Killing Penn would be easier said than done, but still Harper felt rejuvenated. They were closer to breaking the curse than they had been before, and that was something, at least.
After they’d finally gotten home, Gemma had gone out for a much-needed swim, and Harper had gone to bed. When she woke up, she’d e-mailed teachers and classmates to try to get her homework and notes from the two days of classes she’d missed.
Gemma woke up much later in the day, and when Harper tried to talk to her about ways to kill Penn or destroy the ink, Gemma didn’t seem interested in the conversation at all.
“Don’t you have homework or something?” Gemma asked, after Harper had been grilling her for a while about why she wasn’t more excited about their latest findings. Gemma had been rooting through the fridge, looking for something to eat, and Harper leaned against the counter, watching her.
“I do, but it’s Labor Day on Monday, so I have a three-day weekend to get everything done.”
“Then we have three more days to try to figure this all out.” Gemma settled on a packet of the deli-sliced roast beef that her dad used for his lunches, eating it plain. “Why don’t you relax or study or something right now?”
With that, Gemma turned and walked away, saying she was going over to Alex’s as she went out to the front door.
Harper shook her head and decided to check in with outside help. Lydia had mentioned that Professor Pine was consulting an expert about the scroll. She had his number in her phone, but she’d gotten it from Lydia, not Pine personally, so she felt a bit weird about calling him.
But she quickly got over it. She was stumped, and he might know something.
It seemed to ring forever, but then he finally picked up, his voice sounding tinny and oddly far away.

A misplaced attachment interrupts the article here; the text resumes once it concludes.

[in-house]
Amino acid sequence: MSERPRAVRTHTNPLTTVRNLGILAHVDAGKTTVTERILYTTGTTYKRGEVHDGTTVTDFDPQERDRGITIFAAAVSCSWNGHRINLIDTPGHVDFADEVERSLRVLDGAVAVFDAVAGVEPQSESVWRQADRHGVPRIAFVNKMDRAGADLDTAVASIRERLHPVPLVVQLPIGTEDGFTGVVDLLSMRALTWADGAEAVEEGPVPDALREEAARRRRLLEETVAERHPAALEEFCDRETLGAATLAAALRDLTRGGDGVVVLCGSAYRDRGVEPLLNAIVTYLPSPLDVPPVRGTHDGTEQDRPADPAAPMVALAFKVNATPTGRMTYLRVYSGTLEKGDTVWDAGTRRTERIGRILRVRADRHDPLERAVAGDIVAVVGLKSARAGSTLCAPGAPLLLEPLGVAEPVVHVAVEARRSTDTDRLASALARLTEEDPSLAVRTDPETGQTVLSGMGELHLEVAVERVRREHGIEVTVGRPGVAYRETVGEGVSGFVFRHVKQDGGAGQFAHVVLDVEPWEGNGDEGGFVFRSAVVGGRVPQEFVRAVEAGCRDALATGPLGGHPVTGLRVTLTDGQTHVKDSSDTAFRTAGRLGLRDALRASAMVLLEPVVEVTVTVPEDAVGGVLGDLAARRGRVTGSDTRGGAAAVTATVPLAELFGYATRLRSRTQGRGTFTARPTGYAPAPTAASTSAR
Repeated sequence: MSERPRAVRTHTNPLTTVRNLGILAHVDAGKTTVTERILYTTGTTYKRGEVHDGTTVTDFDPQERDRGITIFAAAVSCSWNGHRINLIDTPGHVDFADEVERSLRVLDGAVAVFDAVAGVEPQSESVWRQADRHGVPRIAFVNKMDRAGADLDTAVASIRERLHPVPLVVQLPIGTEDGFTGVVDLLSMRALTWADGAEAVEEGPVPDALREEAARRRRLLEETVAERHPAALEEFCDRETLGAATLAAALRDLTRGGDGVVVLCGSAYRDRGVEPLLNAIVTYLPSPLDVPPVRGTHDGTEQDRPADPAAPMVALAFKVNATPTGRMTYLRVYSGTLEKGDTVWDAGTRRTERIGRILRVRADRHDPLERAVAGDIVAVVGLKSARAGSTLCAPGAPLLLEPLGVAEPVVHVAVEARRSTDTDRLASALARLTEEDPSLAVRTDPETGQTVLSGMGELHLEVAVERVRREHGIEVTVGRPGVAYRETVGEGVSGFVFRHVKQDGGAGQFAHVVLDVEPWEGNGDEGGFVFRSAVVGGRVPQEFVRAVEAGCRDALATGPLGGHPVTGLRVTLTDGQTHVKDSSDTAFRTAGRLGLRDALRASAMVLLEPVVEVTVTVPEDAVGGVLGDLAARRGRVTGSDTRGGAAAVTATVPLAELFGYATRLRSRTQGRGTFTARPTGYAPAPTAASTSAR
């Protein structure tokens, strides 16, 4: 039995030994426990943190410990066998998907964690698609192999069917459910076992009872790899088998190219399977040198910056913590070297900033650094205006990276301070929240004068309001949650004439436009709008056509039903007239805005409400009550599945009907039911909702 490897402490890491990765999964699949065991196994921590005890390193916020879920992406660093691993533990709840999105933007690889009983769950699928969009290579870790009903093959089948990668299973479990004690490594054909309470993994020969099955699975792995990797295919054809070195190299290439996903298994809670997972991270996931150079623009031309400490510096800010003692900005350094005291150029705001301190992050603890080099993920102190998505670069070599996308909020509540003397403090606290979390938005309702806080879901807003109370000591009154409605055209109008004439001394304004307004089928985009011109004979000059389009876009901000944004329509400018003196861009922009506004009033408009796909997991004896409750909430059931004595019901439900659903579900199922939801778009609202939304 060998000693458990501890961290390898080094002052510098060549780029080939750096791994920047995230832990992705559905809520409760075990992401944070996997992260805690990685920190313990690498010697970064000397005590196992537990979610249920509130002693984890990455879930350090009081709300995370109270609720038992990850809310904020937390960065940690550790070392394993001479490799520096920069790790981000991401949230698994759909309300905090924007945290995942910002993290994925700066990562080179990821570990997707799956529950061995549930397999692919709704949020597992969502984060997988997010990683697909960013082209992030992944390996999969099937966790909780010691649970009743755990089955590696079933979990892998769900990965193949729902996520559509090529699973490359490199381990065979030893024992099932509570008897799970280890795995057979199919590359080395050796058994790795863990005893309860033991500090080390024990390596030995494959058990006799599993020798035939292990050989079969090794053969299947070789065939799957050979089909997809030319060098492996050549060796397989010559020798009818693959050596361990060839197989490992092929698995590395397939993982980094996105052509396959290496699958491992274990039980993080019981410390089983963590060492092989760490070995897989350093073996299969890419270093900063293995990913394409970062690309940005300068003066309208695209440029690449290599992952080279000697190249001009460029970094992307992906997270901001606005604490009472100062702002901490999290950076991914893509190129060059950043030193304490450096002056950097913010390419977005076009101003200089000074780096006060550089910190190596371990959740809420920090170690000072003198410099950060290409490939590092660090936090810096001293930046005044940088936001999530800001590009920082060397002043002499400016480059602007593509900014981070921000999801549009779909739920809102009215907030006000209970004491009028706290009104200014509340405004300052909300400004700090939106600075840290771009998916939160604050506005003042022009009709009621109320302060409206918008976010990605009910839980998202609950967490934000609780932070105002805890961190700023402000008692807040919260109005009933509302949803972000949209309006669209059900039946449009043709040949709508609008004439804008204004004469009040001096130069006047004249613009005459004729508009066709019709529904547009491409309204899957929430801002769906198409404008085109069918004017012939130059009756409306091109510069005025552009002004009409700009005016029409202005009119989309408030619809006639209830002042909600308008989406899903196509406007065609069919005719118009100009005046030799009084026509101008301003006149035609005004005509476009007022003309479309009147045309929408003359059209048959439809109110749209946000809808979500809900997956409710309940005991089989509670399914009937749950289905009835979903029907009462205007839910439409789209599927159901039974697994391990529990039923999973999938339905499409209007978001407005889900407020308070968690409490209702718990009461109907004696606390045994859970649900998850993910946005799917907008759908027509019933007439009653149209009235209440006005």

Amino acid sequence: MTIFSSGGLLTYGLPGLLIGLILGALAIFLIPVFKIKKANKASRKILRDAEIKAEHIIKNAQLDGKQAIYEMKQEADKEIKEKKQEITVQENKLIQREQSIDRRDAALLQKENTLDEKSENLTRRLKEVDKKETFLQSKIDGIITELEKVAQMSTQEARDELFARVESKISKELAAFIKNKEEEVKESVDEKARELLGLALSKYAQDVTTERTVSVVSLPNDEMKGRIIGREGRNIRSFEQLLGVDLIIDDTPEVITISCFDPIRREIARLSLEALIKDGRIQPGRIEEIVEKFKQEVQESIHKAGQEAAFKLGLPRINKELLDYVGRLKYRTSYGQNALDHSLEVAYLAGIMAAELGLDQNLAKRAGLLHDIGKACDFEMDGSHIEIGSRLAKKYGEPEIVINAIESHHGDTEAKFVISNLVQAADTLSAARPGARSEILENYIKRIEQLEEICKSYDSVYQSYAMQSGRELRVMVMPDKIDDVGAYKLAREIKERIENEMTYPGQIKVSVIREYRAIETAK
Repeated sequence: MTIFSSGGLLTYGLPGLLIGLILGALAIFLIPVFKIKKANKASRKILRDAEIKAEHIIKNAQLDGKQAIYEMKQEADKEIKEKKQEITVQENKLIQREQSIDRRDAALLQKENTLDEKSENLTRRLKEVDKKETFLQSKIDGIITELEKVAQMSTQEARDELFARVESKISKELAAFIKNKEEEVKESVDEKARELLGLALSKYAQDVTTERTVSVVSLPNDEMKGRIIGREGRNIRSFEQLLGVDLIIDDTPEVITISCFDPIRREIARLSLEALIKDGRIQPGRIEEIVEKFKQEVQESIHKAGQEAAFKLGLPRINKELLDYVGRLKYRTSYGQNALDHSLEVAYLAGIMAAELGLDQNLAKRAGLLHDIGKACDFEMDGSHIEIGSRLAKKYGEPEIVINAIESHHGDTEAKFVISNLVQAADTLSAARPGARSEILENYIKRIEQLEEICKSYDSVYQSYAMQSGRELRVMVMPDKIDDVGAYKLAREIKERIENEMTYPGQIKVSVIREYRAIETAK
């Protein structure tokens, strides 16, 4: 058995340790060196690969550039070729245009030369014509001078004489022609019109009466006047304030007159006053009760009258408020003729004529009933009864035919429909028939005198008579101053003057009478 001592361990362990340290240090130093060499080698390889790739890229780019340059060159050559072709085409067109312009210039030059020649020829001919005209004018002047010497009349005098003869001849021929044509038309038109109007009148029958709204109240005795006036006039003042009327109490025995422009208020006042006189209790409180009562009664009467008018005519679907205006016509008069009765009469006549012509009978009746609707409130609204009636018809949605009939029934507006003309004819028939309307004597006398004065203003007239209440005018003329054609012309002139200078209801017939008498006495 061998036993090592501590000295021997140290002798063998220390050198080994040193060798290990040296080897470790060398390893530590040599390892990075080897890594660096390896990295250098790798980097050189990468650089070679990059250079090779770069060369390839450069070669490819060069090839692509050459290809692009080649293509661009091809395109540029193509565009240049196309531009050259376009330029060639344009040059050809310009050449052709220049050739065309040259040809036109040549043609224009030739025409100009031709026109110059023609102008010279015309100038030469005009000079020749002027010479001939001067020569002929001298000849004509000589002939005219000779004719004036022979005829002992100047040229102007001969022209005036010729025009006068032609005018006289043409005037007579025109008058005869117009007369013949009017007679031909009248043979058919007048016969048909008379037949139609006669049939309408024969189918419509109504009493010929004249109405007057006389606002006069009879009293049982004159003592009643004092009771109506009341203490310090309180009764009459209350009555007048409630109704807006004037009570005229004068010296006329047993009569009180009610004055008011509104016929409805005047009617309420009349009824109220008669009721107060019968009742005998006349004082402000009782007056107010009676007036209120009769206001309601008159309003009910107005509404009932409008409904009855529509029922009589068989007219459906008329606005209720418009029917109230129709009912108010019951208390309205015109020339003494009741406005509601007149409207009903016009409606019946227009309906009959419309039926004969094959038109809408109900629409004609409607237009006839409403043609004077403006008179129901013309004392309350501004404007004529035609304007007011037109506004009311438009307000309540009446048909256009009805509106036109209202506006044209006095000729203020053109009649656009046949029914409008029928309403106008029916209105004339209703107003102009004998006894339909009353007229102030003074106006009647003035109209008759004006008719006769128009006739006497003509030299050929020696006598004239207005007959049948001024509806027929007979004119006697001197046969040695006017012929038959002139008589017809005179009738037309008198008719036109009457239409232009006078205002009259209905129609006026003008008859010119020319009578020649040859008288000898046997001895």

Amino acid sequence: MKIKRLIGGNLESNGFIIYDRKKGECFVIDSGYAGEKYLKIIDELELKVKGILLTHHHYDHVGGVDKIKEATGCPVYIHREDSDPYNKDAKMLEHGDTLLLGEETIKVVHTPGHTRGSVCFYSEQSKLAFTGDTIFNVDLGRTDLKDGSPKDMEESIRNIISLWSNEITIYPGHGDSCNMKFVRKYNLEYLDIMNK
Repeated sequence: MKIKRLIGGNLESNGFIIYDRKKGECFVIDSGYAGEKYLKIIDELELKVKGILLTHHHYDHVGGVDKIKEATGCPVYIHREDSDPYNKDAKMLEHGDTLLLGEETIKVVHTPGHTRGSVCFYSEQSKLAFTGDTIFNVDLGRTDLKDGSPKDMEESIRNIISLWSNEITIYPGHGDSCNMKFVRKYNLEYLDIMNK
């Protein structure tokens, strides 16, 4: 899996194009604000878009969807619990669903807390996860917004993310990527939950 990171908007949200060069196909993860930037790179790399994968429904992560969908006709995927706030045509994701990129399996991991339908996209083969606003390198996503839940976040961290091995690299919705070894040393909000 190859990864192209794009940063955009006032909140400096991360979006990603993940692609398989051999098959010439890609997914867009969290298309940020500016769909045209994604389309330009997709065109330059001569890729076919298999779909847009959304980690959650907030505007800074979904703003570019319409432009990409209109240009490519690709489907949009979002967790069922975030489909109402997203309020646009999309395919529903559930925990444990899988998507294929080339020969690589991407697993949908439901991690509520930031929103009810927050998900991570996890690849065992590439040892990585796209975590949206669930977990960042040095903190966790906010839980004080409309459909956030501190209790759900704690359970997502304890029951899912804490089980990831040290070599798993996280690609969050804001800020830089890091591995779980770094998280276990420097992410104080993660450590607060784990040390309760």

“Hi, this is Harper Fisher,” she said. “Sorry to call you. I know it’s a bit unorthodox, but I just—”
Pine cut her off with an easy laugh. “No, don’t worry about it. I planned on calling you soon. I’m actually working your, uh, case right now.”
“Yeah, Lydia Panning told me you were consulting someone.”
“I’m visiting someone, actually. I’m in Macedonia right now, with the copies you gave me.”
“What? Macedonia?” Harper asked, which explained the strange sound in their connection.
“Yeah, I have a friend out here who is really great at translating dead languages, and we’re definitely making some headway,” Pine explained.
“Really? That’s fantastic.”
“I’m flying back on Monday, and I was hoping to have some real concrete answers for you then,” Pine said. “Do you want to come and see me Tuesday?”
Harper glanced over at the calendar hanging next to the fridge, as if seeing it would make Tuesday feel any closer. “There’s no way we could talk sooner?”
“Lydia and I have been going back and forth about some of the translations, and although it doesn’t seem like much, I need the extra few days to hammer out as much as I can,” he said.
“No, I understand,” Harper said, but she decided to press her luck anyway. “Can I ask what you and Lydia are disagreeing about?”